Like Nabokov, Hitchcock fascination with Poe is reflected in his work.
While Poe was a general influence on Hitchcock, the maker of "scary"
movies, there appears to be several very specific and direct allusions
to Poe in Marnie. As opposed to Winston Graham's novel, Marnie's last
name in the film is changed to "Edgar." The film takes place in New
York (Strutt's office), Virginia (Garrod's Stables) and Philadelphia
(Rutland Publishing and Wickwind). These are the three places that Poe
lived throughout the better part of his life. Finally, and most
conclusively, the film's climactic scene takes place at Marnie's
mother's home in Baltimore, the city where Poe died under mysterious
circumstances in 1849. Hitchcock's allusions to Poe in Marnie are not
surprising since the film is probably Hitchcock's most ambitious effort
to detail the subjective inner states of his problematic central
character through the use of cinematic technique (like the red flashes),
just as Poe devoted himself to writing stories in which his characters
are subject to psychological terror.
The intent of this article is not to suggest that there was any direct
connection or even any overt influence between Alfred Hitchcock and
Vladimir Nabokov. Nabokov is on record as having seen at least one
Hitchcock film and probably saw several others (I'd be surprised if he
did not see Strangers on a Train) and Hitchcock, in asking Nabokov to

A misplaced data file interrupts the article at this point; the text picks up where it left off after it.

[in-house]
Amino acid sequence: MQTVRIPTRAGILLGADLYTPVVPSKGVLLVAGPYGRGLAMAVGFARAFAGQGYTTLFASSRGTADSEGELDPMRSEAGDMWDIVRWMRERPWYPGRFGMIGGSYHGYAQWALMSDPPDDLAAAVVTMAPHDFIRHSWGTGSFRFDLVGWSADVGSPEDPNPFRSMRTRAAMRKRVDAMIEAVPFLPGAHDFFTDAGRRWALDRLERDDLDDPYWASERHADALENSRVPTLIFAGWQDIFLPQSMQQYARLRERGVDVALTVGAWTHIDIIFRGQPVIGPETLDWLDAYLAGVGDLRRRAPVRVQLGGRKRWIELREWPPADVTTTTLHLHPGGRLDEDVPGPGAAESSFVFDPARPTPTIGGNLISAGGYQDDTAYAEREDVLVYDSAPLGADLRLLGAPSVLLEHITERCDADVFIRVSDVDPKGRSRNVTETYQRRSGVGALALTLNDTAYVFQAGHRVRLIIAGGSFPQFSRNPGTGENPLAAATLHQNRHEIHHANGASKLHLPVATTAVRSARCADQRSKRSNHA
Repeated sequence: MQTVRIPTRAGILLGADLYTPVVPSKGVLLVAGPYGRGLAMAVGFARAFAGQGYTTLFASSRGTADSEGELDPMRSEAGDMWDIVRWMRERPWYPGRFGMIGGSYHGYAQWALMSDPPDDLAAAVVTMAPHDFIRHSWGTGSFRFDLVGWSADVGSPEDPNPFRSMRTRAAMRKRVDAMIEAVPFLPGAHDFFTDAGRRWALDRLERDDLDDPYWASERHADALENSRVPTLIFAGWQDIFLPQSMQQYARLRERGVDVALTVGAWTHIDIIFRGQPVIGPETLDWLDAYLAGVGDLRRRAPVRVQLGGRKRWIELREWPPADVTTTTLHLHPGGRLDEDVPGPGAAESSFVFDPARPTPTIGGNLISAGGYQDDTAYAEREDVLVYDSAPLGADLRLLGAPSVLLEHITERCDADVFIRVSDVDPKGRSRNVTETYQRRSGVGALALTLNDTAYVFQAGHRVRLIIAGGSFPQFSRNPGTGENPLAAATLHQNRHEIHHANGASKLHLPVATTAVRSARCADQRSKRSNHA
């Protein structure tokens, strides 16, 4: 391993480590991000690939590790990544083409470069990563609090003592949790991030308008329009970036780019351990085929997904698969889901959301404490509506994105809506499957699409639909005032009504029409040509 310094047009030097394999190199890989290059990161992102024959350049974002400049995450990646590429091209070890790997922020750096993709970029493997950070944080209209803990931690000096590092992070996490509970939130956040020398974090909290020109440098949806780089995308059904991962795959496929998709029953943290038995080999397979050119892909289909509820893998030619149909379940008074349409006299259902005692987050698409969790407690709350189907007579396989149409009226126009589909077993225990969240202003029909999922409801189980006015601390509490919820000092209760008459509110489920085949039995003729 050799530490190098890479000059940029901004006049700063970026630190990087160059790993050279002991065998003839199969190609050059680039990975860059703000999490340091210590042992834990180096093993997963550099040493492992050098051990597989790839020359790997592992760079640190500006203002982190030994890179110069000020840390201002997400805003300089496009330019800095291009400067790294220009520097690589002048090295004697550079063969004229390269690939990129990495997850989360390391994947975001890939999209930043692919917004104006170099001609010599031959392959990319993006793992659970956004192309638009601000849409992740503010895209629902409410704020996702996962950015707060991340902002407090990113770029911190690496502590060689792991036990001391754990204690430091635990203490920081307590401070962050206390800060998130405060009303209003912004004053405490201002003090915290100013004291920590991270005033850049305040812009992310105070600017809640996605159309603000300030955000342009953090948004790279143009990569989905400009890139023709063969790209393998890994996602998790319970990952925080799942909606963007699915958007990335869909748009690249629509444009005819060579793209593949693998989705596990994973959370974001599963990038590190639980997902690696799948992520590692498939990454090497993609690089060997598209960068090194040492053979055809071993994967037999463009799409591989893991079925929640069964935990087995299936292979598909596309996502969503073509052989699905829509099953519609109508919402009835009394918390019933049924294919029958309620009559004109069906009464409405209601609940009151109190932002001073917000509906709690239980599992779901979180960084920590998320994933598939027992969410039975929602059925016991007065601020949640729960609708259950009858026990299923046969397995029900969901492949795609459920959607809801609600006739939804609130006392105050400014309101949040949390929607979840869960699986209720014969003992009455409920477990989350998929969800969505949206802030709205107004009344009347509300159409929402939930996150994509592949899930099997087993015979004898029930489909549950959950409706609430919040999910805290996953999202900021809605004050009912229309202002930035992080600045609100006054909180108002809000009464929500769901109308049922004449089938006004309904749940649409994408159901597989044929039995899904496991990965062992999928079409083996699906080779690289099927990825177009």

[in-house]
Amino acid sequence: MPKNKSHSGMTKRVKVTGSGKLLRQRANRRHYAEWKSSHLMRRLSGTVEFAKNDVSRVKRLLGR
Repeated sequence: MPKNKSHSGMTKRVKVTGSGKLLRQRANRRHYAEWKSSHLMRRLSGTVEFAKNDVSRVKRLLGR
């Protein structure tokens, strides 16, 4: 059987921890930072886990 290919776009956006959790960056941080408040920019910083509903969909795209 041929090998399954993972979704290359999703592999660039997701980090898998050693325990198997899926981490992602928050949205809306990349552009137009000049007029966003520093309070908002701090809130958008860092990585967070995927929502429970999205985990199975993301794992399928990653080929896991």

collaborate with him, must have had a least a passing familiarity with
Nabokov's work (again, I'd be surprised if he had not read Lolita). My
intent here, however, is merely to suggest that there was a strong
affinity between the work of these two men, an affinity based on their
artistic personalities that has not, by and large, been acknowledged.
While I have tried to point out some areas of confluence in their works,
I feel the primary affinity is in the similar relationship that
Hitchcock and Nabokov established with their audience/readers; a
relationship of playfulness, obtuseness, self-allusiveness and parody.
Both men were masters of their respective mediums; Nabokov, a brilliant
user of words, and Hitchcock a manipulator of cinematic imagery. As a
result, both men attempted (usually successfully) to control the
aesthetic game that they played with their respective audiences.
In 1972 Hitchcock released Frenzy, his second to last film and Nabokov
published Transparent Things, his last novel. Alfred Hitchcock and
Vladimir Nabokov did not ever collaborate. One can only imagine the
kind of involuted, complex, and playful work these two men would have
produced; unfortunately, we can only speculate about what might have
been. Still, we can acknowledge that the works of Vladimir Nabokov and
Alfred Hitchcock share much in common, just as these two men's lives
shared many common circumstances. What is left, in the end, is the work
they produced, which can be well summarized by a line the fictional John
Shade wrote in "Pale Fire": "Life is a message scribbled in the dark."21